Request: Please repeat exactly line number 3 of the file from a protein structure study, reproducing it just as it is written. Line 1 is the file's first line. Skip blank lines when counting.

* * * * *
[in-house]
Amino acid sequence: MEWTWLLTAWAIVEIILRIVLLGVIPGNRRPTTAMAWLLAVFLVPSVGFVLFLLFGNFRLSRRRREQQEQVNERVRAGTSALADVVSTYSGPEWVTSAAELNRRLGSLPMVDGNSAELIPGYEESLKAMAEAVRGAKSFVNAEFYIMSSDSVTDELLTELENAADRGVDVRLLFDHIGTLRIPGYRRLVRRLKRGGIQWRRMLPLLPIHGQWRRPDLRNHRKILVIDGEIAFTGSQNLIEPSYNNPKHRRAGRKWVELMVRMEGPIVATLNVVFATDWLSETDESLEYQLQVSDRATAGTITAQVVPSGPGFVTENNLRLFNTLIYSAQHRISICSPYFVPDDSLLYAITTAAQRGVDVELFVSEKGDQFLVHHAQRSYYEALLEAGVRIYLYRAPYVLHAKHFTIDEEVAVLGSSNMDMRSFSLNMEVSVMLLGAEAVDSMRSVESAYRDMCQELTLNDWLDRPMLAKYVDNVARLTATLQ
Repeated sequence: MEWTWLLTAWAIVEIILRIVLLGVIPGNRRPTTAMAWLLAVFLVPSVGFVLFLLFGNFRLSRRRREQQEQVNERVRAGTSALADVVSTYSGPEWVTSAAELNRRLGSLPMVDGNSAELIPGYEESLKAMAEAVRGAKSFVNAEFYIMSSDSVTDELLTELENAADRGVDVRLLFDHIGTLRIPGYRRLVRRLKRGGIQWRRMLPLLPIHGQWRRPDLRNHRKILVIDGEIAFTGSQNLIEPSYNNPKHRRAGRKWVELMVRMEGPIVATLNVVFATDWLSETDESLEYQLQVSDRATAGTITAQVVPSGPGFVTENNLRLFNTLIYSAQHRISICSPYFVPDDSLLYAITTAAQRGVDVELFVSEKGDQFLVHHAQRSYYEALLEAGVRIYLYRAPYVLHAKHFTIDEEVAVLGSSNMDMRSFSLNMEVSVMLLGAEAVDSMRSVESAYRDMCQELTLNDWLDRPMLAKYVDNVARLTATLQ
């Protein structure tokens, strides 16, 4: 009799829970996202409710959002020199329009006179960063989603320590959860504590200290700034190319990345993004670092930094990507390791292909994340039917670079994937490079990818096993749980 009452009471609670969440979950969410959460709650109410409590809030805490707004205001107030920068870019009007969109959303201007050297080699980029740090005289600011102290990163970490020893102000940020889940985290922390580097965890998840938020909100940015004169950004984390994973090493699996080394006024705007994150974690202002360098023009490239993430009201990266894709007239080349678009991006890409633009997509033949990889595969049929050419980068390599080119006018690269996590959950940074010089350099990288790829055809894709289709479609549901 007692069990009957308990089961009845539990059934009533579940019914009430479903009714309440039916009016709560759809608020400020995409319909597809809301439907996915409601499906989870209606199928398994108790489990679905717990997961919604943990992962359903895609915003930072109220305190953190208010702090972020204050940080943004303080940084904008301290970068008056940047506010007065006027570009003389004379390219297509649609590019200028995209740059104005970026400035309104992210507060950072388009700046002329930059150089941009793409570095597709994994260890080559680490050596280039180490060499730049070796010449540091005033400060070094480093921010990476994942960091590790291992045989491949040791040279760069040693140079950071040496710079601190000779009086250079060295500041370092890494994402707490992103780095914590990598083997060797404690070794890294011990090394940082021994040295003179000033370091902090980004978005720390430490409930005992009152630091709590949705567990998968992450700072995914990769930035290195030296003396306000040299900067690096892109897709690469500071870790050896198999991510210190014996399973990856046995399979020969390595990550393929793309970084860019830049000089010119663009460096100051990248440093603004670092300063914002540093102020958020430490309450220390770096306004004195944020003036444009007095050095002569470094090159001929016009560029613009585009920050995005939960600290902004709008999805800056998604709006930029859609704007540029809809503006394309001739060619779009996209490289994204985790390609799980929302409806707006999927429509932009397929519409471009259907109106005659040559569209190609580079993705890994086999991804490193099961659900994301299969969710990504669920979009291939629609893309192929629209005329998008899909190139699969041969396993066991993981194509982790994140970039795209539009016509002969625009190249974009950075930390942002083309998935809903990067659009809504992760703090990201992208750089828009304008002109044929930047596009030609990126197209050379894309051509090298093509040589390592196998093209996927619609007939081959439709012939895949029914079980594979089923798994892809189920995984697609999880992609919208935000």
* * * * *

Repeated sequence: MEWTWLLTAWAIVEIILRIVLLGVIPGNRRPTTAMAWLLAVFLVPSVGFVLFLLFGNFRLSRRRREQQEQVNERVRAGTSALADVVSTYSGPEWVTSAAELNRRLGSLPMVDGNSAELIPGYEESLKAMAEAVRGAKSFVNAEFYIMSSDSVTDELLTELENAADRGVDVRLLFDHIGTLRIPGYRRLVRRLKRGGIQWRRMLPLLPIHGQWRRPDLRNHRKILVIDGEIAFTGSQNLIEPSYNNPKHRRAGRKWVELMVRMEGPIVATLNVVFATDWLSETDESLEYQLQVSDRATAGTITAQVVPSGPGFVTENNLRLFNTLIYSAQHRISICSPYFVPDDSLLYAITTAAQRGVDVELFVSEKGDQFLVHHAQRSYYEALLEAGVRIYLYRAPYVLHAKHFTIDEEVAVLGSSNMDMRSFSLNMEVSVMLLGAEAVDSMRSVESAYRDMCQELTLNDWLDRPMLAKYVDNVARLTATLQ